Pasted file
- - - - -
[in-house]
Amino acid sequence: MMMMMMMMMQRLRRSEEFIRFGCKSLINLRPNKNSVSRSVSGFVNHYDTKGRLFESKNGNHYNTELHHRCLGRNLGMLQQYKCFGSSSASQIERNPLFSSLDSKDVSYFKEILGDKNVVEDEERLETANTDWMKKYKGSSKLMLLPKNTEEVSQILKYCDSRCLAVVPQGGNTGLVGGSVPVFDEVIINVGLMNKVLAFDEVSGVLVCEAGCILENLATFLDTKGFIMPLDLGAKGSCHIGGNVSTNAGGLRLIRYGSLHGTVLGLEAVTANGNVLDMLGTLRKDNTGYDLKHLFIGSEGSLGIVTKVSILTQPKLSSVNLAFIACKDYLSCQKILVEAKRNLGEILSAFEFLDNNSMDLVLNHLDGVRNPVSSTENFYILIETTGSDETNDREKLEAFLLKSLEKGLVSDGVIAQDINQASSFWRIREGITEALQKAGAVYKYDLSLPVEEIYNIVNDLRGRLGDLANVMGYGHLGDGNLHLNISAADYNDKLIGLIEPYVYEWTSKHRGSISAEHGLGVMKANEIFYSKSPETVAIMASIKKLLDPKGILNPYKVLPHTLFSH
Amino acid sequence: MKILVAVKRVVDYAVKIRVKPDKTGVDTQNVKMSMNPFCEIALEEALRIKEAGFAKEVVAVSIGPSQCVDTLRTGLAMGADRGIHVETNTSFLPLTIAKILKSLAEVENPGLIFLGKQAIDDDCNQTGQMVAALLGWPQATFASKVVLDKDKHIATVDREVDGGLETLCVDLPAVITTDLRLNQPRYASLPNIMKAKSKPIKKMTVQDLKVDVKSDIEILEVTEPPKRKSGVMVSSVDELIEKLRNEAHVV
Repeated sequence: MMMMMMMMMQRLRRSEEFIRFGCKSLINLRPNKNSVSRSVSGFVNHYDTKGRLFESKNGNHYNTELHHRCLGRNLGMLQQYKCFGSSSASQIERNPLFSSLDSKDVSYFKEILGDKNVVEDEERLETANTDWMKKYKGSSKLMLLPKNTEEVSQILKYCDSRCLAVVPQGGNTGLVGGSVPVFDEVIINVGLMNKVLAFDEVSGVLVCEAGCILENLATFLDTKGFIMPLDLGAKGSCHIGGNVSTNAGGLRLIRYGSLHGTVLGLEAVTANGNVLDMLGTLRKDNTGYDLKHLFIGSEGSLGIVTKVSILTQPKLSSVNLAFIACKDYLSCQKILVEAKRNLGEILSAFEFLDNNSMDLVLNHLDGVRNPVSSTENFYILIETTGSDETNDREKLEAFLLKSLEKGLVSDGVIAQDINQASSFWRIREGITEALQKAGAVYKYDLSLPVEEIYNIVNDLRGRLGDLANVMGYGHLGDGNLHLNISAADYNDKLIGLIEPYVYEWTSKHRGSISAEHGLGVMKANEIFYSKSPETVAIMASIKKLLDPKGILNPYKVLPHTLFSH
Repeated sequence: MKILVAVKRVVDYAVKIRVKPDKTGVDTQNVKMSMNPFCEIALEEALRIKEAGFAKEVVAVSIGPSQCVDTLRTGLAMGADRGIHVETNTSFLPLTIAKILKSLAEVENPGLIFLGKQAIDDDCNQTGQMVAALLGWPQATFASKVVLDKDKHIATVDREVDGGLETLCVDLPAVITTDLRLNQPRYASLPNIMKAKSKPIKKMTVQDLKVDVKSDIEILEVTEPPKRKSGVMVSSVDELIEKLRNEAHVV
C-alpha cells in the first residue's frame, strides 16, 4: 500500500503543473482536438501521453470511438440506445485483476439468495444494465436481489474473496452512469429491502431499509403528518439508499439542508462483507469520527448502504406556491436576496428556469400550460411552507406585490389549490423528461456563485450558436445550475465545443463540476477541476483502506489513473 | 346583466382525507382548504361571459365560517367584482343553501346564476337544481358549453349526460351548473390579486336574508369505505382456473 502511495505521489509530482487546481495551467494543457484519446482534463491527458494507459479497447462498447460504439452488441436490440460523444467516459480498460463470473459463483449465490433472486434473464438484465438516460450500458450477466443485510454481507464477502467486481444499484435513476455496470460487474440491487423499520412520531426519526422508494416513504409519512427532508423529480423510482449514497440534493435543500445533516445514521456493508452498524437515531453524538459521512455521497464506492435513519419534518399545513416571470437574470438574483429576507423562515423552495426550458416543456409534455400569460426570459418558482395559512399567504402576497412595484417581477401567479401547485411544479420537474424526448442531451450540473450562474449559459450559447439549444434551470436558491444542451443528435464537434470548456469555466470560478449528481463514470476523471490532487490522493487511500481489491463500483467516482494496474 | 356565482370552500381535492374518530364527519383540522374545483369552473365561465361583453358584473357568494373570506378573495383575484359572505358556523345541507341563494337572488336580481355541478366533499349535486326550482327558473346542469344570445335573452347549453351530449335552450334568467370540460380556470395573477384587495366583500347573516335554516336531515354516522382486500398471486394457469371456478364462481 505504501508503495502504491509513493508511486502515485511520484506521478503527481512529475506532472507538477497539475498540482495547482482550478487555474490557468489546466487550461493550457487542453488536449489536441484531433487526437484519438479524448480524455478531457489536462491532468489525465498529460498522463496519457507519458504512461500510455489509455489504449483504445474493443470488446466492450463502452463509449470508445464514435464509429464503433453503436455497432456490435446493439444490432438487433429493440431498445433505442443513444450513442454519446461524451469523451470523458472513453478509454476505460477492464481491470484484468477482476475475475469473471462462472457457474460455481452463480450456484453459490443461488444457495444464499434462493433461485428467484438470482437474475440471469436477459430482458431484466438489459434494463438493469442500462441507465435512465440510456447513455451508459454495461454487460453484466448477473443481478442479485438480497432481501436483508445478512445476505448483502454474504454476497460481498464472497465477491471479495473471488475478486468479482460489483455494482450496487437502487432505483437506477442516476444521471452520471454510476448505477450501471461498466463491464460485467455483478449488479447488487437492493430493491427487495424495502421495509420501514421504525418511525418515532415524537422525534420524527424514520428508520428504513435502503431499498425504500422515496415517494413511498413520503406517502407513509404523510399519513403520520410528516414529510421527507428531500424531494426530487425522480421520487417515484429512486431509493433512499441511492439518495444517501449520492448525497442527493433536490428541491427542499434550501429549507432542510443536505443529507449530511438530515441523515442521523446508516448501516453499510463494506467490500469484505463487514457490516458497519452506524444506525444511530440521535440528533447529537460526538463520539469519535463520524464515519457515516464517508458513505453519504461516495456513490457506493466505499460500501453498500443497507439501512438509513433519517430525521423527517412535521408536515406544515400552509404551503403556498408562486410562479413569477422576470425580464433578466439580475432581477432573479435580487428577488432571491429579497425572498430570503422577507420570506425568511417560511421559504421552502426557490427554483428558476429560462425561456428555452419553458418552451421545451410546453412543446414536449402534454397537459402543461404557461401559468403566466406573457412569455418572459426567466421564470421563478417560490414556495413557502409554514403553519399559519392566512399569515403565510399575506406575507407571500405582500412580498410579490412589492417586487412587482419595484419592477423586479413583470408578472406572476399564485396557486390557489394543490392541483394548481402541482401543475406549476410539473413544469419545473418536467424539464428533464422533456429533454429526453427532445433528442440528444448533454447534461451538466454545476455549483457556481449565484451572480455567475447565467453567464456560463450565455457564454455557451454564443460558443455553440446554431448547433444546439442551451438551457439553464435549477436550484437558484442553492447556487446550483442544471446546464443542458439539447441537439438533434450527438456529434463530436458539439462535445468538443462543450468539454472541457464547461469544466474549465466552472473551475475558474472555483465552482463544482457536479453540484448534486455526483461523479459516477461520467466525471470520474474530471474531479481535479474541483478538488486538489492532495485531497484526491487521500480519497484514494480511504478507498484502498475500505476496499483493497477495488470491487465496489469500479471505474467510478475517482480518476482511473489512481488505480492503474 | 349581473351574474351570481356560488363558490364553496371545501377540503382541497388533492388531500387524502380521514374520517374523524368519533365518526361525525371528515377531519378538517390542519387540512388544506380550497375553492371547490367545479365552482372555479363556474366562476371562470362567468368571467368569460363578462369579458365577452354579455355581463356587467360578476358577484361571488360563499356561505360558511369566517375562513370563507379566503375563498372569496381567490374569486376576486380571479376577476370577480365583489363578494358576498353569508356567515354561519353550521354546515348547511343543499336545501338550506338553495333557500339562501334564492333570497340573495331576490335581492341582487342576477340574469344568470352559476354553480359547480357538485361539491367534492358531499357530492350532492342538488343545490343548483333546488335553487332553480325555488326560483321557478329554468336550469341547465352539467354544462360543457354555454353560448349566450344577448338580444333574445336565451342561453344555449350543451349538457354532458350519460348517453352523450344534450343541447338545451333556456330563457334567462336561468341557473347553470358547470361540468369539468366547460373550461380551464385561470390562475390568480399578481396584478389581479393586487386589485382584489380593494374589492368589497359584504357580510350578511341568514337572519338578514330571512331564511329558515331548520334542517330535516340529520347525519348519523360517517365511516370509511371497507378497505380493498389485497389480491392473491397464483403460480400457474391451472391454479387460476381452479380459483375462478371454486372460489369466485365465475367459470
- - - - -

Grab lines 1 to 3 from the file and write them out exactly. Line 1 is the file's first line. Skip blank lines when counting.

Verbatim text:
[in-house]
Amino acid sequence: MMMMMMMMMQRLRRSEEFIRFGCKSLINLRPNKNSVSRSVSGFVNHYDTKGRLFESKNGNHYNTELHHRCLGRNLGMLQQYKCFGSSSASQIERNPLFSSLDSKDVSYFKEILGDKNVVEDEERLETANTDWMKKYKGSSKLMLLPKNTEEVSQILKYCDSRCLAVVPQGGNTGLVGGSVPVFDEVIINVGLMNKVLAFDEVSGVLVCEAGCILENLATFLDTKGFIMPLDLGAKGSCHIGGNVSTNAGGLRLIRYGSLHGTVLGLEAVTANGNVLDMLGTLRKDNTGYDLKHLFIGSEGSLGIVTKVSILTQPKLSSVNLAFIACKDYLSCQKILVEAKRNLGEILSAFEFLDNNSMDLVLNHLDGVRNPVSSTENFYILIETTGSDETNDREKLEAFLLKSLEKGLVSDGVIAQDINQASSFWRIREGITEALQKAGAVYKYDLSLPVEEIYNIVNDLRGRLGDLANVMGYGHLGDGNLHLNISAADYNDKLIGLIEPYVYEWTSKHRGSISAEHGLGVMKANEIFYSKSPETVAIMASIKKLLDPKGILNPYKVLPHTLFSH
Amino acid sequence: MKILVAVKRVVDYAVKIRVKPDKTGVDTQNVKMSMNPFCEIALEEALRIKEAGFAKEVVAVSIGPSQCVDTLRTGLAMGADRGIHVETNTSFLPLTIAKILKSLAEVENPGLIFLGKQAIDDDCNQTGQMVAALLGWPQATFASKVVLDKDKHIATVDREVDGGLETLCVDLPAVITTDLRLNQPRYASLPNIMKAKSKPIKKMTVQDLKVDVKSDIEILEVTEPPKRKSGVMVSSVDELIEKLRNEAHVV